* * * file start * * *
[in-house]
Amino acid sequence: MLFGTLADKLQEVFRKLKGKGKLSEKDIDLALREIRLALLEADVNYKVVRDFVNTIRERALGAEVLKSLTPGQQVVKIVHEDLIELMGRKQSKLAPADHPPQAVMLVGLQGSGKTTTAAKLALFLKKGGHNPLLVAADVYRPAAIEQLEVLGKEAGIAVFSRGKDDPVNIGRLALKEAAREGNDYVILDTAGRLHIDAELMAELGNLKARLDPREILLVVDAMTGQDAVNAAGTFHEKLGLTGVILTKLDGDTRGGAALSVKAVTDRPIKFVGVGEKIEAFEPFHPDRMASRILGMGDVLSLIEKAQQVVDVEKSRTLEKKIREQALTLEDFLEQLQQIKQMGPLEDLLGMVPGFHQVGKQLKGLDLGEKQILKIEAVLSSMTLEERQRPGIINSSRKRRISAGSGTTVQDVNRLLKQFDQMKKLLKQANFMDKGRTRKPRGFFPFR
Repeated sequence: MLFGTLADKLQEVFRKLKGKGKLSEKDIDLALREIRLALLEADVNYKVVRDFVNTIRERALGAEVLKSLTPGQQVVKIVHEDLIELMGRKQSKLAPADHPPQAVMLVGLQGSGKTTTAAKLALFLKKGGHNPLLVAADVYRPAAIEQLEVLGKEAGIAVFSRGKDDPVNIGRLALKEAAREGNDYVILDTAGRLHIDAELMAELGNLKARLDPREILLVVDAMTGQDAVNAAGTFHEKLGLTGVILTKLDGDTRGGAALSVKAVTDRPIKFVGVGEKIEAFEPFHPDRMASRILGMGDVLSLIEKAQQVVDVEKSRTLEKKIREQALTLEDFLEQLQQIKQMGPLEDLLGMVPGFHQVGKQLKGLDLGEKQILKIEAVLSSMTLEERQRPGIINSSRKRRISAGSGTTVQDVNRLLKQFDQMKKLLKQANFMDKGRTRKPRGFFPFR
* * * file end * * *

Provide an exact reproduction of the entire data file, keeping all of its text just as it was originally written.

[in-house]
Amino acid sequence: MLFGTLADKLQEVFRKLKGKGKLSEKDIDLALREIRLALLEADVNYKVVRDFVNTIRERALGAEVLKSLTPGQQVVKIVHEDLIELMGRKQSKLAPADHPPQAVMLVGLQGSGKTTTAAKLALFLKKGGHNPLLVAADVYRPAAIEQLEVLGKEAGIAVFSRGKDDPVNIGRLALKEAAREGNDYVILDTAGRLHIDAELMAELGNLKARLDPREILLVVDAMTGQDAVNAAGTFHEKLGLTGVILTKLDGDTRGGAALSVKAVTDRPIKFVGVGEKIEAFEPFHPDRMASRILGMGDVLSLIEKAQQVVDVEKSRTLEKKIREQALTLEDFLEQLQQIKQMGPLEDLLGMVPGFHQVGKQLKGLDLGEKQILKIEAVLSSMTLEERQRPGIINSSRKRRISAGSGTTVQDVNRLLKQFDQMKKLLKQANFMDKGRTRKPRGFFPFR
Repeated sequence: MLFGTLADKLQEVFRKLKGKGKLSEKDIDLALREIRLALLEADVNYKVVRDFVNTIRERALGAEVLKSLTPGQQVVKIVHEDLIELMGRKQSKLAPADHPPQAVMLVGLQGSGKTTTAAKLALFLKKGGHNPLLVAADVYRPAAIEQLEVLGKEAGIAVFSRGKDDPVNIGRLALKEAAREGNDYVILDTAGRLHIDAELMAELGNLKARLDPREILLVVDAMTGQDAVNAAGTFHEKLGLTGVILTKLDGDTRGGAALSVKAVTDRPIKFVGVGEKIEAFEPFHPDRMASRILGMGDVLSLIEKAQQVVDVEKSRTLEKKIREQALTLEDFLEQLQQIKQMGPLEDLLGMVPGFHQVGKQLKGLDLGEKQILKIEAVLSSMTLEERQRPGIINSSRKRRISAGSGTTVQDVNRLLKQFDQMKKLLKQANFMDKGRTRKPRGFFPFR